I am a fan of Hilary Mantel's books, and even sent her a congratulatory email when she won her second Booker Prize last October.
What she has said does not take away from her talent, but I was surprised when I read in the papers her so-called "venomous attack" on the Duchess of Cambridge. The speech, which Mantel gave earlier in the month, and which was reprinted in the London Review of Books, described the Duchess as "a shop-window mannequin, with no personality of her own" who has "appeared to have been designed by a committee and built by craftsmen, with a perfect plastic smile".
Hilary's comments instantly became a talking point, with even the Prime Minister weighing in. They really hit me in the face, too. The terminology and words were unkind and perhaps thoughtless, even though they were very well thought out. Her observations are more subtle than has been reported - I think Mantel is really giving a critique of the press and how they view royals, and therefore how they are presented to us. Nonetheless, some of the language she used was cruel.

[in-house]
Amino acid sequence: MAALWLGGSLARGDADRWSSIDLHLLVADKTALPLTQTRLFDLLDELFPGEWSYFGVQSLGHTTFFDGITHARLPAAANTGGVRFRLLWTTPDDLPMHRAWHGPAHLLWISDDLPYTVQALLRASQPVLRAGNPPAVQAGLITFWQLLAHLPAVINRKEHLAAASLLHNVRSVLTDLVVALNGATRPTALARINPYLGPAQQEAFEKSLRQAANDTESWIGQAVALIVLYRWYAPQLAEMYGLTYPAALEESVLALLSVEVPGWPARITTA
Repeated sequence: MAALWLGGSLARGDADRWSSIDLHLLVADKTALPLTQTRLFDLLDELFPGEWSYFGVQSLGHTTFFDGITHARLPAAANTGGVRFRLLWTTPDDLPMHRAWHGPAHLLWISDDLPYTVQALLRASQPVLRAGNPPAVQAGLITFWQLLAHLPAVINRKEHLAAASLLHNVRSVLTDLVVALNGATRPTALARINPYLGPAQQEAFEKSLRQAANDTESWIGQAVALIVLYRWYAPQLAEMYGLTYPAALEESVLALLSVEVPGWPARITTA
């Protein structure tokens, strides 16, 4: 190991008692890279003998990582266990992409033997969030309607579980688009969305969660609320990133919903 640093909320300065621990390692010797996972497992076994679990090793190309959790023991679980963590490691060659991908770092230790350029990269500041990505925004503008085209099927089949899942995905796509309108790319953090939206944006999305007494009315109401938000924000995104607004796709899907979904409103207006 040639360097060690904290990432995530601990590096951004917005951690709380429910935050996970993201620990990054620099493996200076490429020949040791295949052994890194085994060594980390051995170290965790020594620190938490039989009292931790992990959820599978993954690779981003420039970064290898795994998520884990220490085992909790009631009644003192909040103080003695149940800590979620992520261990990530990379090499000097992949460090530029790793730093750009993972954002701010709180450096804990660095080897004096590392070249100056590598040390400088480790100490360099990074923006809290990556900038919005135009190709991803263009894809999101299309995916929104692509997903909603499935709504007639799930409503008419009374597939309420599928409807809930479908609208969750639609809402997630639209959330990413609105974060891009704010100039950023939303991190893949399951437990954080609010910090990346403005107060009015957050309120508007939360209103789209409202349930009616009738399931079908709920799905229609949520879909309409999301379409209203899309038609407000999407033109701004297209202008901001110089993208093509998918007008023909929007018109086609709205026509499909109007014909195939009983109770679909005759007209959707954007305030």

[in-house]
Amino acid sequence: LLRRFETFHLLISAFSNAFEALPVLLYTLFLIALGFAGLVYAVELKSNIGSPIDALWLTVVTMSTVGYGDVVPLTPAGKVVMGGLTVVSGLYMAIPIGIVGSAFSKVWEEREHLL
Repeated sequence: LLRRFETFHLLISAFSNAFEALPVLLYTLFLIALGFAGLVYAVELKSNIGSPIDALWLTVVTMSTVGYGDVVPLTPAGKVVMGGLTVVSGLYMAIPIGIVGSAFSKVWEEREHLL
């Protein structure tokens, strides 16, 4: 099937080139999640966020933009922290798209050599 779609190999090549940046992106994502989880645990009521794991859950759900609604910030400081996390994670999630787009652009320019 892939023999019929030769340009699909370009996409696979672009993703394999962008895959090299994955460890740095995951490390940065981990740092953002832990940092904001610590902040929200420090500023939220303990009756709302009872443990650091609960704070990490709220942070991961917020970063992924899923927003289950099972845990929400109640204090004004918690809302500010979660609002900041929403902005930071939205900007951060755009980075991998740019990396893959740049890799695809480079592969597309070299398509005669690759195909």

Kate is a young woman who is about to have a baby. Wouldn't you feel unnerved doing a charity event, as she did on the same day, her pregnancy visible in public for the first time, when the papers were full of this story? Still, there she was, with her head held high, and she went out and did her job.
Personally, I do not view the Duchess as a plastic person. I think she is naturally beautiful and appears to be gracious and caring. You see her on television and she is very sweet with everyone she meets and, in particular, with children, very pleasant. She is a godsend to the Royal family, after the years of trauma they have suffered, the divorces, the scandals, Diana, Princess of Wales's tragic death.